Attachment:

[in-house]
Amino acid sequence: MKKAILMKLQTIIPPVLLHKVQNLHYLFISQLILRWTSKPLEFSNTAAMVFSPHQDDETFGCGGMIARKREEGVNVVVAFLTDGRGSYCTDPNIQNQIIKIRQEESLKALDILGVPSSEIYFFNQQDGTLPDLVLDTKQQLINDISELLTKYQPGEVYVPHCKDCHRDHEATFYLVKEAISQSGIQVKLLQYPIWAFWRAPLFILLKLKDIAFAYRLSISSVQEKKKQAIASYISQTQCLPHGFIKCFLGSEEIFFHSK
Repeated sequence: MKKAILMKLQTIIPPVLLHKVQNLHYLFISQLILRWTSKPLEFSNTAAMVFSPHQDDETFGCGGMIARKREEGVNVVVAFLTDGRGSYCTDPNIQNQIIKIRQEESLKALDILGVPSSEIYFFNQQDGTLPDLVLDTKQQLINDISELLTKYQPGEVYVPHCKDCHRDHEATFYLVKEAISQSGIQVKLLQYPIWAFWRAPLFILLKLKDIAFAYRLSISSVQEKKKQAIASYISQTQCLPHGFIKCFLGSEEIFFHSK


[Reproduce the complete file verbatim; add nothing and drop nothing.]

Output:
[in-house]
Amino acid sequence: MKKAILMKLQTIIPPVLLHKVQNLHYLFISQLILRWTSKPLEFSNTAAMVFSPHQDDETFGCGGMIARKREEGVNVVVAFLTDGRGSYCTDPNIQNQIIKIRQEESLKALDILGVPSSEIYFFNQQDGTLPDLVLDTKQQLINDISELLTKYQPGEVYVPHCKDCHRDHEATFYLVKEAISQSGIQVKLLQYPIWAFWRAPLFILLKLKDIAFAYRLSISSVQEKKKQAIASYISQTQCLPHGFIKCFLGSEEIFFHSK
Repeated sequence: MKKAILMKLQTIIPPVLLHKVQNLHYLFISQLILRWTSKPLEFSNTAAMVFSPHQDDETFGCGGMIARKREEGVNVVVAFLTDGRGSYCTDPNIQNQIIKIRQEESLKALDILGVPSSEIYFFNQQDGTLPDLVLDTKQQLINDISELLTKYQPGEVYVPHCKDCHRDHEATFYLVKEAISQSGIQVKLLQYPIWAFWRAPLFILLKLKDIAFAYRLSISSVQEKKKQAIASYISQTQCLPHGFIKCFLGSEEIFFHSK